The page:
All we need is a suspicion… a mere whiff of angst or just a case of the heebie-jeebies to do anything we fucking please to get more info and if necessary take out brown people with bombs before they hit us again.

    We didn’t start this war, but bygawd, we’re gonna end it. We’re not gonna invite terrorists to Camp David to talk “peace accords”. We’re gonna root ‘em out and kill ‘em, and if we err, it’s gonna be on the side of keeping Murkans alive.

  20. 24

    spews:

    MtR-

    What a fucking STUPID knee-jeck idiotic lame-ass “guaranteed to fail” response.

    ‘Nam really worked out didn’t it? Dumb fuck.

  21. 25

    sgmmac spews:

    Proud, Vin is an actor, the movie XXX is where I abused and used his quote from. His latest movie is The Pacifier. I like action “Kick ass and take names” movies. He’s good looking too, so that helps.

  22. 26

    spews:

    Here’s what our “freedom loving” trolls are angling for:

    “The Ohio Patriot Act has made it to the Taft’s desk, and with the stroke of a pen, it would most likely become the toughest terrorism bill in the country. The lengthy piece of legislation would let police arrest people in public places who will not give their names, address and birth dates, even if they are not doing anything wrong.”

    http://www.newsnet5.com/news/5580743/detail.html

    From NewsNet5 via RawStory.com

  23. 27

    Mark The Redneck spews:

    Rujax – Howard Dean couldn’t put it any better. This why you guys gonna get yer heads handed to you in 08. Again.

  24. 29

    Mr. Cynical spews:

    Goldy–
    Hanukkah begins at sundown on December 25th.
    Just thought you might need a friendly reminder.
    I’d say Happy Hanukkah…but wouldn’t want to risk the 99% certainty I might offend you or your vast, vast viewing audience of “brown-skinned” viewers.

  25. 30

    marks spews:

    Goldy,

    But this administration no longer even bothers to ask the courts for permission before invading an American citizen’s privacy.

    I guess what bothers me about this is more a point of why government operatives are going to the media and not Congress or the courts? When they do something as part of a sanctioned program (according to their higher authority managers) they are supposed to have avenues under whistle-blower protection rules in order to challenge those orders. I’m fairly certain that using the press to carry out your challenge is a no-no when it comes to classified national security operations. I understand how leak sources only become important to some if they involve political names like Rove, but some consistency and common sense needs to be applied here.

    Having said that, if this report is factual, and the information supplied by sgmmac @6 is wrong (the FBI was directing the NEST teams, according to the report, since 2002), it is far worse than the phone monitoring issue, as these are mainly U.S. citizens on their own property in U.S. cities. If it is a fact that no due process was conducted, there can be no question that this violates the 4th amendment.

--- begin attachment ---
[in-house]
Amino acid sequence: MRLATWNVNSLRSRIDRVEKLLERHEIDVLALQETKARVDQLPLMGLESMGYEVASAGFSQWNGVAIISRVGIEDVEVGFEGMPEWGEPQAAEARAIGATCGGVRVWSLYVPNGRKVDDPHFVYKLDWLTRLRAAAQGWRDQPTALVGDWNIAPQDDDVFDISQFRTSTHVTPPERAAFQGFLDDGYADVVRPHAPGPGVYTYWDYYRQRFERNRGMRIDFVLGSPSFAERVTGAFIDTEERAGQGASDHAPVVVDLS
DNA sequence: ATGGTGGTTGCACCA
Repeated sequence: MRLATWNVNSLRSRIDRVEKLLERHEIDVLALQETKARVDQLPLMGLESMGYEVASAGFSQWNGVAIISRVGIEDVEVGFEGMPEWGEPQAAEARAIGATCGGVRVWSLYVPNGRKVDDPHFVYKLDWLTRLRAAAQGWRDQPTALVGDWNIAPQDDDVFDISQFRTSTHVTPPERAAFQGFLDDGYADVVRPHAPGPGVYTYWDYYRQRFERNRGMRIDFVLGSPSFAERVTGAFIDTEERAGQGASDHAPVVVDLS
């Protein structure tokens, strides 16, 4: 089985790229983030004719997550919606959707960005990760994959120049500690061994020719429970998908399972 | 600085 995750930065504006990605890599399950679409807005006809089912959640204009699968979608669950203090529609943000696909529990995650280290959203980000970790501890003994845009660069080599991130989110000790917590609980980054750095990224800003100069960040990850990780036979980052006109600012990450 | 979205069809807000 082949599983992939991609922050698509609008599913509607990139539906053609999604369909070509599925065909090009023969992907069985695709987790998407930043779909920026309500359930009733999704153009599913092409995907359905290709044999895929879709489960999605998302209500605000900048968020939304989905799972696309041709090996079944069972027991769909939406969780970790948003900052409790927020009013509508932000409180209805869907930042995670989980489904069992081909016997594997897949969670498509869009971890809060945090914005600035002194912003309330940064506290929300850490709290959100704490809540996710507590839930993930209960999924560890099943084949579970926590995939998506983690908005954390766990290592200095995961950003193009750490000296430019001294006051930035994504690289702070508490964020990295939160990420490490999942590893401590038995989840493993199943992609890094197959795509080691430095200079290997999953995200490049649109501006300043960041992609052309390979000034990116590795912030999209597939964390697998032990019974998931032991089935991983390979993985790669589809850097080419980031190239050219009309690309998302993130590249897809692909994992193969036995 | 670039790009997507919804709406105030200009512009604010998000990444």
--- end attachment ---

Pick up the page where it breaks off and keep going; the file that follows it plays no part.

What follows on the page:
The only remaining question is was it somehow authorized by Congress? They pass laws often enough that nobody reads. If the authorization is there, it is not a Bush boo-boo. I’d be willing to bet the issue has to do with the creation of the Department of Homeland Security and the bundling of so many agencies into one (FEMA sound familiar?)…

  26. 31

    hardovertoport spews:

    Am I the only person here who remembers Nixon’s enemies list? Spying on American citizens isn’t about security. It’s about domestic political intelligence.

  27. 32

    yo spews:

    REJAX206
    YOU ARE AN IDIOT.DO HOLD YOUR BREATH UNTIL BUSH GOES TO JAIL IVE NEER SEEN A BLUE PERSON BEFORE.LOOSER

  28. 33

    jaybo spews:

    Oh No!

    Do you actually mean that the government is trying to connect the dots before a terrorist strike?

    I know, why don’t you moonbats mass e-mail Moveon.org and Chairman Dean to take up this cause too!

    I think that all of you should condemn the government in the strongest terms for trying to gain intelligence on terrorist suspects. After all, they are innocent until they blow some of us up, right moonbats?

  29. 34

    sgmmac spews:

    Marks,

    I share your concern. Nest teams are made up of nuclear scientists and specialists, they most probably have Top Secret clearances. These guys are the ones who not only protect us, but they also have access to top secret information and some have access to weapons and weapons components.